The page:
In an effort to mimic the natural feeding habits of the zoo’s inhabitants, David Orban, Cincinnati Zoo’s animal excellence manager, wanted to create a complex feeder that would extend the foraging process and increase physical and mental stimulation in a way that’s more akin to how animals source food in the wild.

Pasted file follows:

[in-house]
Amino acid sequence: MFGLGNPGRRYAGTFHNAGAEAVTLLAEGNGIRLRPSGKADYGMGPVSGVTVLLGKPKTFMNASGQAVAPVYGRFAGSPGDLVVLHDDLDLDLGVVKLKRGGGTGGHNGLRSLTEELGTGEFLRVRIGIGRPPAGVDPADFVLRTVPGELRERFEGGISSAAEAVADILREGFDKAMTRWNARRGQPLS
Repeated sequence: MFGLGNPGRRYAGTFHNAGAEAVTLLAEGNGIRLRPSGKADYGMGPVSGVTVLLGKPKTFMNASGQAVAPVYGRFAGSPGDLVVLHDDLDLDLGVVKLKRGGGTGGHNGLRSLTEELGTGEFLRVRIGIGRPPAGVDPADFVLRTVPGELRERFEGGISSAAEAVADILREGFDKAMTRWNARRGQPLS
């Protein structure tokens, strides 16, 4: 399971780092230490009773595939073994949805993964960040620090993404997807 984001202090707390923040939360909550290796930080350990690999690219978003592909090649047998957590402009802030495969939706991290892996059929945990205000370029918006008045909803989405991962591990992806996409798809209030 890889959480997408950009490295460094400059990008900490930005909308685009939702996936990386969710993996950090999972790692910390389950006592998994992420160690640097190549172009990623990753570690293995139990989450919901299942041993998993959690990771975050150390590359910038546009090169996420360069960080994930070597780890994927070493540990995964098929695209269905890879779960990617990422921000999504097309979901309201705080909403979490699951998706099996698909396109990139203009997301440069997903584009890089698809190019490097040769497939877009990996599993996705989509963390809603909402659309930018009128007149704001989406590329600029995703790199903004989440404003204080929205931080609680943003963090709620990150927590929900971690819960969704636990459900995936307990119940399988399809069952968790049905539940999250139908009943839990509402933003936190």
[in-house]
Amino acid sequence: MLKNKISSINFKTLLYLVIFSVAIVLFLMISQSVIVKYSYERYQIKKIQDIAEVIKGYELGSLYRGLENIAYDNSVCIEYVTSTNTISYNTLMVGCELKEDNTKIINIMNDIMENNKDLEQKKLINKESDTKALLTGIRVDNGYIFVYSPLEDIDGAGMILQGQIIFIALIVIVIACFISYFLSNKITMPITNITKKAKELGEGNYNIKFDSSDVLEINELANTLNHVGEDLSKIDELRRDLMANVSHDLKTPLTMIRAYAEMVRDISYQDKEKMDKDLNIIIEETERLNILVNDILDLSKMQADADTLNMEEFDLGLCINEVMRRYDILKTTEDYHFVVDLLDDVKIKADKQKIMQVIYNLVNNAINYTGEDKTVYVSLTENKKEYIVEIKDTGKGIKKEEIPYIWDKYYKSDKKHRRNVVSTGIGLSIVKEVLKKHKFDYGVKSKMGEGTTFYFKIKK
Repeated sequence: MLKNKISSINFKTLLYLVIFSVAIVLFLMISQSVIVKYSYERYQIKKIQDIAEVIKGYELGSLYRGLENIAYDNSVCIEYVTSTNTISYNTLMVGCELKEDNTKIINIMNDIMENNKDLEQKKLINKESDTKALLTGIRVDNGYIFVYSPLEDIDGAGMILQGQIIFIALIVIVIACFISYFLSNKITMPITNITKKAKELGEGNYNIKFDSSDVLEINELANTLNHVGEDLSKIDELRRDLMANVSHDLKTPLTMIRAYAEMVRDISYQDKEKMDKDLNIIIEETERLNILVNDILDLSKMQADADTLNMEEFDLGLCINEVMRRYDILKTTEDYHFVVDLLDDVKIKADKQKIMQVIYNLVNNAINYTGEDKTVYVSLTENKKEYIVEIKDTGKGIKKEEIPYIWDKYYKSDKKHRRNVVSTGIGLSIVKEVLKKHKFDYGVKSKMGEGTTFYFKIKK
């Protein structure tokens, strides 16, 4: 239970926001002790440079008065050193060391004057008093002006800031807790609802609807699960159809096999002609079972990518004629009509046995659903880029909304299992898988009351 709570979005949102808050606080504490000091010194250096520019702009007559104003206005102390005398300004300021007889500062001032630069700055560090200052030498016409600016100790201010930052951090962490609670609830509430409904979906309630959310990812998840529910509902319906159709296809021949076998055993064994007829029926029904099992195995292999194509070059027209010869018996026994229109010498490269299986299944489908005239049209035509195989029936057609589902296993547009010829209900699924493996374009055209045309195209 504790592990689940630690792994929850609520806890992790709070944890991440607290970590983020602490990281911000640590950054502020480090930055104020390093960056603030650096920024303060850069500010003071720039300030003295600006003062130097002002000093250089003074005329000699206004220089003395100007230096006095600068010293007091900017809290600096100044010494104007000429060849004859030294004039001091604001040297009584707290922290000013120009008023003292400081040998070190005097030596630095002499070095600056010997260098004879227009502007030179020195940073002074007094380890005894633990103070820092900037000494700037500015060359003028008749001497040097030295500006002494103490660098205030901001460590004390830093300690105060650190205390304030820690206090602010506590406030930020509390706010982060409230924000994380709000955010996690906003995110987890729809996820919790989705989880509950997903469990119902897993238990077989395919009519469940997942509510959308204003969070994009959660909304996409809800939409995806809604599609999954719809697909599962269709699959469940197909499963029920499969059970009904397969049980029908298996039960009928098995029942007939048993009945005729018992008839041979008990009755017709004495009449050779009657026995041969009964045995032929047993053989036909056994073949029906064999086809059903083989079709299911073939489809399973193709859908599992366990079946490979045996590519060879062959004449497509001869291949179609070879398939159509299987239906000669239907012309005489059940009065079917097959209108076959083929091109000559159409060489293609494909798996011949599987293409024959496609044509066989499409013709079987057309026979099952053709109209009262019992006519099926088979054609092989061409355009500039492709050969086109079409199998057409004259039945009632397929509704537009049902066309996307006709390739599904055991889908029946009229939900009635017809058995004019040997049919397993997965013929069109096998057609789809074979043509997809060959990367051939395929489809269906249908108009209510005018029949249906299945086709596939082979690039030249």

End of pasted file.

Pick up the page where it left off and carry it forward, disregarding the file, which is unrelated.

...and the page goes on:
Using data collected by the zoo’s researchers, engineers from GE Additive’s AddWorks consulting team began working on two designs to present. The zoo team chose a titanium 3D printed device that distributes food into animal habitats at random times. Housed inside a replica tree trunk, a central enclosure containing crickets is connected to a series of tubes that exit the device at different points, providing food to the animals at varying times depending on which tube the cricket selects.
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